I’m thinking that the answer to each of these questions should be part of Grassroots Dayton’s strategic plan and each of your campaigns could help develop a nonpartisan grassroots community that will outlast this political season. My advice is to make this campaign to choose Dayton’s leaders all about the big picture — all about democracy, all about vitalizing the system of democracy we say we believe in.

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7 Responses to Advice For Gary Leitzell And David Esrati: Make The Campaign All About Democracy, System Structure

  1. David Esrati says:

    Hi Mike-
    Thanks for the write up, however I am NOT a member of the Central Committee. I am just a member of the Montgomery County Democratic Party.

    I don’t feel the party is one of inclusion or new ideas in Montgomery County, nor do I think it can foster democracy, until it sheds its old ways of doing things.

    It takes 3 votes to get something done on the Dayton City Commission- I believe Gary and I could get at least one other commissioner to vote with us, when presented with justification and discussion about how changing the way we do business as usual will get us something other than our unfortunate, usual results.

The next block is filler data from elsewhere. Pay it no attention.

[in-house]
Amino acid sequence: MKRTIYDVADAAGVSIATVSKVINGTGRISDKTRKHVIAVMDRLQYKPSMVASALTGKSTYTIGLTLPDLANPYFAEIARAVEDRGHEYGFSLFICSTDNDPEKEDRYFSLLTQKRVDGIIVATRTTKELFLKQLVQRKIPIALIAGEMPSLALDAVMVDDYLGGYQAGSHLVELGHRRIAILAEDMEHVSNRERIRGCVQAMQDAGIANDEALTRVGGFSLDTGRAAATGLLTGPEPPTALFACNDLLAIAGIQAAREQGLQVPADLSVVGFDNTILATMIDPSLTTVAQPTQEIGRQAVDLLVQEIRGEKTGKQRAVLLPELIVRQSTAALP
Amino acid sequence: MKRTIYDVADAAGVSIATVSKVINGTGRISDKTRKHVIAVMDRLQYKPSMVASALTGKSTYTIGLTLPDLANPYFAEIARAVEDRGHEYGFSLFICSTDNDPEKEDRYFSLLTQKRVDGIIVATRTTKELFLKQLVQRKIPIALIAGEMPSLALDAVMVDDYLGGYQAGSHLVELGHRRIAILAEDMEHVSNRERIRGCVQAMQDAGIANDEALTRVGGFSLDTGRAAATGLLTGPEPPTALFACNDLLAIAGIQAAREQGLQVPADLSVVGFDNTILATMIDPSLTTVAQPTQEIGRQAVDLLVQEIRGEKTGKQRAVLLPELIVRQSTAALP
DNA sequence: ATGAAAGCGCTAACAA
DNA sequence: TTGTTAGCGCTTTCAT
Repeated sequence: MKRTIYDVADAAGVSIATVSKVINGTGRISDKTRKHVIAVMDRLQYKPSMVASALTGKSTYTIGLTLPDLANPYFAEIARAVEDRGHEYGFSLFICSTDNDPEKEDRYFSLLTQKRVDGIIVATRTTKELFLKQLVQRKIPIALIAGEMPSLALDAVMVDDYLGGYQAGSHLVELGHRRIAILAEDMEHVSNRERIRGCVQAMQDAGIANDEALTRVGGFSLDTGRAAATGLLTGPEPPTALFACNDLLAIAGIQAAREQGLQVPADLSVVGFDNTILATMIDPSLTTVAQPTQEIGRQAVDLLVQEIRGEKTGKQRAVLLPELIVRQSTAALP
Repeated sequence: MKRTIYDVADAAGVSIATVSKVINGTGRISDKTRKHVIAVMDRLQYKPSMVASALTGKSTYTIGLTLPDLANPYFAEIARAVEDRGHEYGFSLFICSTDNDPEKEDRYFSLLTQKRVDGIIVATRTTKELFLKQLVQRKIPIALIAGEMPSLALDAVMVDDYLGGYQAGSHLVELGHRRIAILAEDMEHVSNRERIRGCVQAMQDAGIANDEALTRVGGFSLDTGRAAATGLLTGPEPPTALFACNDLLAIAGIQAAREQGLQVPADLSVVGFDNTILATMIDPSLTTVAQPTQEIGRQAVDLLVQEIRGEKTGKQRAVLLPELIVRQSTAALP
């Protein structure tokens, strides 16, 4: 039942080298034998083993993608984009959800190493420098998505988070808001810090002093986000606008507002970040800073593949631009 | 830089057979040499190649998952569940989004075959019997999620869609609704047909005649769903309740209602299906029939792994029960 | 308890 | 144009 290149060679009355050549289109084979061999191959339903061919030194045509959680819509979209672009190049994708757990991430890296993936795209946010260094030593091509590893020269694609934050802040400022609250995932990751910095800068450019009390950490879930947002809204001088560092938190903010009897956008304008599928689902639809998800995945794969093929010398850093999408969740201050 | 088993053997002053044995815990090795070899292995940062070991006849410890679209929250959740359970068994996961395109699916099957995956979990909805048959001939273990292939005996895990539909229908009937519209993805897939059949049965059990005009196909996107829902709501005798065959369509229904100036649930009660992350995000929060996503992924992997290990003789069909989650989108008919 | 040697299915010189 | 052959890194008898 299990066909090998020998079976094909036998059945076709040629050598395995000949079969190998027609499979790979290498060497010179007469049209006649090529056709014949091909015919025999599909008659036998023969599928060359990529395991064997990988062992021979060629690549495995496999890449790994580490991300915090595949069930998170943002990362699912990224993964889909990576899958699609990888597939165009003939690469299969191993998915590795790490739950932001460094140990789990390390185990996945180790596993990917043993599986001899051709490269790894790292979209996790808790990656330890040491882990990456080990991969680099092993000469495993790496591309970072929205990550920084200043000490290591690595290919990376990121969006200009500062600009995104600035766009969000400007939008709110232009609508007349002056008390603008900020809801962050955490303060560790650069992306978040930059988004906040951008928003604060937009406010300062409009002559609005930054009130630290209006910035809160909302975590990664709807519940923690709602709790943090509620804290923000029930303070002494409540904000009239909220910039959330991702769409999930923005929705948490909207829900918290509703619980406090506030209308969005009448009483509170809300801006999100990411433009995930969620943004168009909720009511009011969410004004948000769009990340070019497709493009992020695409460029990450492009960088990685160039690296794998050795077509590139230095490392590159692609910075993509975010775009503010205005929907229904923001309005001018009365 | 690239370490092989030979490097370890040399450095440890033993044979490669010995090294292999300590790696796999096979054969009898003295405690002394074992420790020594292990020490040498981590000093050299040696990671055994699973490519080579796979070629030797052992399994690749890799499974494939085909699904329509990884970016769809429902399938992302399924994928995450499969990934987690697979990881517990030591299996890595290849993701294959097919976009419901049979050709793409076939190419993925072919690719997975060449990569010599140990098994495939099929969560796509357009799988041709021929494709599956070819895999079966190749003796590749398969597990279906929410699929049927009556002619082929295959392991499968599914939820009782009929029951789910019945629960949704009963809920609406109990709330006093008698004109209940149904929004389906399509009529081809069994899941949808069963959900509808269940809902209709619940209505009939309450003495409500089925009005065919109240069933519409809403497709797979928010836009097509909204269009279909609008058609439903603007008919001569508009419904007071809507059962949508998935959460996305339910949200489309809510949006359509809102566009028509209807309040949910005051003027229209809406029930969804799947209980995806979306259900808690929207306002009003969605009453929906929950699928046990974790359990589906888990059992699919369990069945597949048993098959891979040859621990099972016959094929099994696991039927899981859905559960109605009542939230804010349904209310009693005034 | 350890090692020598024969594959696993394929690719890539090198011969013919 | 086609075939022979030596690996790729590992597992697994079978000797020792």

2. Mike Bock says:

    David, I assumed you are a member of the Central Committee since you attend some meetings — probably more meetings than some Committee members. I didn’t realize you were simply exercising your right as a Democrat to attend.

    You use the phrase, “foster democracy.” The problem is, The Montgomery County Democratic Party cannot foster democracy in the larger community, however much it might ostensibly try, until it firsts commits to the vitalization and practice of democracy within its own community of Democrats. The Party needs to walk the walk.

    The lack of respect for and practice of vigorous democracy within our political parties is a prime reason that our system of democracy, as a whole, is so weak. The organizations who should be the guardians of democracy, our major political parties, have simply sold out, cashed in.

    I’m suggesting that as candidates, you and Gary become the democracy candidates, and make your big topic one of focus on the failure of our democracy, particularly the failure of our democracy to promote the common good. This is a topic, I believe, whose time has come and I think, more than any other, it is the topic that, if developed, will give you most traction.

  3. Stan Hirtle says: